Right now I have maybe the most diffuse assortment of interests among students, which sounds like a negative, but I call it a positive.  There doesn't seem to be an overbearing artificial influence happening, and students seem to be interested in nailing down particular things again.  

 YouTube had accelerated the premise of "gotta learn this Cool Happening Thing now!" by promulgating lots of perfectly produced videos, extorting either how easy (never the case) or how cool (subjective) the New Way is.  For the past 5 years, having this constant influx tugging at the *eyes* of students has made people, I think, a bit distraught over whether what they thought they wanted to do on the guitar was cool or not.  

 With no New Major Thing grabbing attention, I think it's leaving room for people to get back to their center, so to speak. A positive phenomenon. 





Thursday, February 18, 2021

Lead Guitar Tips from.. The Tech Lead?

 Hello, The Guitar Teacher here.


(...that's a contextually funny in joke, trust me)

 I believe there is some kinesthetic overlap between typing and guitar playing.  

 When you touch type you're using sublimated muscle memory to press something that represents an alphanumeric character. You don't think about the act of pressing the key, the key representing an alphanumeric character, the character being part of a "word", the word being something you have to consciously spell before your type it out, the word part of a sentence, sentence structure, paragraphs, composition.   

 You touch type (hopefully) from a stream of consciousness, controlling your thinking between the immediate future - your buffer memory, and a more "distant future" of your compositional sense, how what you're typing relates to your overall intent.  

  In my opinion, guitar playing should be this way.  You shouldn't be thinking "I need to put my finger "there" to make the note "D" sound".  "D is part of the D diatonic scale, which is part of a D major triad consisting of D, F# and A, and that's a subset of diatonic harmony," etc. etc. etc..  It should be a reflex if you really want to "speak" when improvising.  You don't speak to other people the way you would write a book, would you?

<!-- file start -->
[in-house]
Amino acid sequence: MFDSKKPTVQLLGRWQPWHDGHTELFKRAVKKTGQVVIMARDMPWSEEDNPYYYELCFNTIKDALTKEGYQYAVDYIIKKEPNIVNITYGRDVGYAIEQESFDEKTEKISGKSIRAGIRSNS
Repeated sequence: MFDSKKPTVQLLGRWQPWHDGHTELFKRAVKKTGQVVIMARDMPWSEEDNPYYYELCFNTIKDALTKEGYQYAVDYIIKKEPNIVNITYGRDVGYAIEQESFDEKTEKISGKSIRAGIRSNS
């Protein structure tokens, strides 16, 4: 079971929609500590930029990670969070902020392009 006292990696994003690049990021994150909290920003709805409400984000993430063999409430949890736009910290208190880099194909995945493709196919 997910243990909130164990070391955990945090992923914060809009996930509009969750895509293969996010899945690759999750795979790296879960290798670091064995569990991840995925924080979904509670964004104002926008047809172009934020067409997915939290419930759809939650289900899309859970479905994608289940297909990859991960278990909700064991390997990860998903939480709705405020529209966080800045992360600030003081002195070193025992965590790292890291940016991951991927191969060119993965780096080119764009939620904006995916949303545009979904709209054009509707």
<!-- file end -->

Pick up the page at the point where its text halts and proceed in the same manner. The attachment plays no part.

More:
In my opinion.  Most people appear to be deciding to consciously do high order math in order to justify their note choices.  That is what I would call an "approach" to process, but different from what I choose to do.  Instinctual choice I think is the point of improvising.  Constructing "sentences" and "paragraphs" from extemporaneous thought, versus pre-planning.  

 Back to typing:

  In the 90s I had my typing speed up over 100 words per minute.  Sometimes I could get it up to a 1:1 or faster speed at an "average speaking voice" tempo, but it's nowhere near that now.  The guy in this video - an ex-Google, ex-Facebook programmer, types at 170 wps - which is very fast, "guitar hero" speed.  I would attribute that to an alpha actinin-3 gene polymorphism (as I've referenced in prior posts), but it mostly down to some simple tips he references within his video.   

 Some of which applies to playing guitar.  Ergonomic positioning, keyboard switches, pitch.  The most important tip being: "don't go faster than you can type perfectly".  I've harped on that before; speed is easy if you're willing to practice something at an optimal tempo perfectly.  You can't do that and not get faster.  Speed is easy. It's very straightforward.

 But watch Techlead's video.  He has a very "technical guitar" approach to typing, that can be motivational I think to practicing guitar (choosing the proper gear, mechanical approach, competitive mindset, etc.), and his videos are "entertaining by an extremely dry wit" as well.




Saturday, January 30, 2021

The Mutagenic Influence of Streaming Services on Art Perception

  I use streaming services a lot.

 In guitar lessons I'm constantly referencing music on Spotify for students.  Inevitably I have to look up a song, and most times the following thing happens:

 Spotify chooses to pull up the LIVE version of a song.  Or an alternate version.

 If I tell a student "listen to this song this week" again - most of the time it's not the definitive version, but a live version, a remix, or an alternate take.  Something about their algorithm (and it seems YouTube music is similar, I don't know about Apple Music) makes it pick the least common choice.

 As I'm writing this I'm listening to the tracks on a "deluxe edition" of In Through the Out Door by Led Zeppelin, 7 tracks that are rough mixes - not the original versions found on the record that was originally released.